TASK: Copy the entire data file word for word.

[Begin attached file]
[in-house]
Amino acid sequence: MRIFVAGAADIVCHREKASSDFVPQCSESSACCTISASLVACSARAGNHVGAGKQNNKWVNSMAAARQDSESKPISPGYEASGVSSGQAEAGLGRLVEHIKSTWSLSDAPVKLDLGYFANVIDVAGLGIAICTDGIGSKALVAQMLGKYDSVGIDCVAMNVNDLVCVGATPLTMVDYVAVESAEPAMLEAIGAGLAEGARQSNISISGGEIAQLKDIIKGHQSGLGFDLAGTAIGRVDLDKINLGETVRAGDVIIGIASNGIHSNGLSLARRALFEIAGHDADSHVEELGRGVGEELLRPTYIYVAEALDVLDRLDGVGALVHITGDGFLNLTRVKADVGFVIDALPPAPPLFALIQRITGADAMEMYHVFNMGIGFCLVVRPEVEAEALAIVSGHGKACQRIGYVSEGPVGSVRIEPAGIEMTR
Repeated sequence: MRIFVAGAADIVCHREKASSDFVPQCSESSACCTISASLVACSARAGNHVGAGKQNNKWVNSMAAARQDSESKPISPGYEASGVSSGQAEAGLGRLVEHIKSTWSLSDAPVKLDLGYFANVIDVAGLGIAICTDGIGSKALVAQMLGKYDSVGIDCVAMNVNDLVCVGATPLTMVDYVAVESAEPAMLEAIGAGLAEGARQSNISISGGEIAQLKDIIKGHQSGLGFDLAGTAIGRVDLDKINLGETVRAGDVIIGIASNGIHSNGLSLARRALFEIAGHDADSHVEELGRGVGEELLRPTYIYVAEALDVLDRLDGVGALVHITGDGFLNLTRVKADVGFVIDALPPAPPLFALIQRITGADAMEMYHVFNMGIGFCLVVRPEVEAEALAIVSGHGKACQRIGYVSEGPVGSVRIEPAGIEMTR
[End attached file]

[in-house]
Amino acid sequence: MRIFVAGAADIVCHREKASSDFVPQCSESSACCTISASLVACSARAGNHVGAGKQNNKWVNSMAAARQDSESKPISPGYEASGVSSGQAEAGLGRLVEHIKSTWSLSDAPVKLDLGYFANVIDVAGLGIAICTDGIGSKALVAQMLGKYDSVGIDCVAMNVNDLVCVGATPLTMVDYVAVESAEPAMLEAIGAGLAEGARQSNISISGGEIAQLKDIIKGHQSGLGFDLAGTAIGRVDLDKINLGETVRAGDVIIGIASNGIHSNGLSLARRALFEIAGHDADSHVEELGRGVGEELLRPTYIYVAEALDVLDRLDGVGALVHITGDGFLNLTRVKADVGFVIDALPPAPPLFALIQRITGADAMEMYHVFNMGIGFCLVVRPEVEAEALAIVSGHGKACQRIGYVSEGPVGSVRIEPAGIEMTR
Repeated sequence: MRIFVAGAADIVCHREKASSDFVPQCSESSACCTISASLVACSARAGNHVGAGKQNNKWVNSMAAARQDSESKPISPGYEASGVSSGQAEAGLGRLVEHIKSTWSLSDAPVKLDLGYFANVIDVAGLGIAICTDGIGSKALVAQMLGKYDSVGIDCVAMNVNDLVCVGATPLTMVDYVAVESAEPAMLEAIGAGLAEGARQSNISISGGEIAQLKDIIKGHQSGLGFDLAGTAIGRVDLDKINLGETVRAGDVIIGIASNGIHSNGLSLARRALFEIAGHDADSHVEELGRGVGEELLRPTYIYVAEALDVLDRLDGVGALVHITGDGFLNLTRVKADVGFVIDALPPAPPLFALIQRITGADAMEMYHVFNMGIGFCLVVRPEVEAEALAIVSGHGKACQRIGYVSEGPVGSVRIEPAGIEMTR